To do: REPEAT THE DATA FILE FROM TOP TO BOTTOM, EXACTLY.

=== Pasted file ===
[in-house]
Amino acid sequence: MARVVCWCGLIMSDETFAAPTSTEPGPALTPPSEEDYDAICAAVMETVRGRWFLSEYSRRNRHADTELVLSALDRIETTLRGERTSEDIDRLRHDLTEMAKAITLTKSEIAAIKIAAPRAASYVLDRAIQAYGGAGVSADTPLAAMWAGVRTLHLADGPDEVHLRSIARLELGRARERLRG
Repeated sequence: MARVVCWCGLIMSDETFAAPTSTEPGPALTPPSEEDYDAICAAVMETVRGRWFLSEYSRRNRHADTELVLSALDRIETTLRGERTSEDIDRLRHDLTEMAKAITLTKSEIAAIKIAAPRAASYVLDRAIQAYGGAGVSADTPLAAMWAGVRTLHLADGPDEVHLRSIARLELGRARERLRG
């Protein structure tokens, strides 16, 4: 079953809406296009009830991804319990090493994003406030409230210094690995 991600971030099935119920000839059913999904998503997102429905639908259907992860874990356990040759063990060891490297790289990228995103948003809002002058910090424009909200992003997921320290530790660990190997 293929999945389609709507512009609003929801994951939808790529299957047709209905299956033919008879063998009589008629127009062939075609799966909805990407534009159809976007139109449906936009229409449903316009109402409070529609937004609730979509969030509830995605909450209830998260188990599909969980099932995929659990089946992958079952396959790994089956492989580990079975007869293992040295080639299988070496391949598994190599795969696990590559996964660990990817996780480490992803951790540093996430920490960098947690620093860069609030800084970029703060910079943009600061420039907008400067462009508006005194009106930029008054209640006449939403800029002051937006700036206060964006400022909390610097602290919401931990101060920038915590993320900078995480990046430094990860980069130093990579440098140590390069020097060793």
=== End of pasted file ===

[in-house]
Amino acid sequence: MARVVCWCGLIMSDETFAAPTSTEPGPALTPPSEEDYDAICAAVMETVRGRWFLSEYSRRNRHADTELVLSALDRIETTLRGERTSEDIDRLRHDLTEMAKAITLTKSEIAAIKIAAPRAASYVLDRAIQAYGGAGVSADTPLAAMWAGVRTLHLADGPDEVHLRSIARLELGRARERLRG
Repeated sequence: MARVVCWCGLIMSDETFAAPTSTEPGPALTPPSEEDYDAICAAVMETVRGRWFLSEYSRRNRHADTELVLSALDRIETTLRGERTSEDIDRLRHDLTEMAKAITLTKSEIAAIKIAAPRAASYVLDRAIQAYGGAGVSADTPLAAMWAGVRTLHLADGPDEVHLRSIARLELGRARERLRG
């Protein structure tokens, strides 16, 4: 079953809406296009009830991804319990090493994003406030409230210094690995 991600971030099935119920000839059913999904998503997102429905639908259907992860874990356990040759063990060891490297790289990228995103948003809002002058910090424009909200992003997921320290530790660990190997 293929999945389609709507512009609003929801994951939808790529299957047709209905299956033919008879063998009589008629127009062939075609799966909805990407534009159809976007139109449906936009229409449903316009109402409070529609937004609730979509969030509830995605909450209830998260188990599909969980099932995929659990089946992958079952396959790994089956492989580990079975007869293992040295080639299988070496391949598994190599795969696990590559996964660990990817996780480490992803951790540093996430920490960098947690620093860069609030800084970029703060910079943009600061420039907008400067462009508006005194009106930029008054209640006449939403800029002051937006700036206060964006400022909390610097602290919401931990101060920038915590993320900078995480990046430094990860980069130093990579440098140590390069020097060793």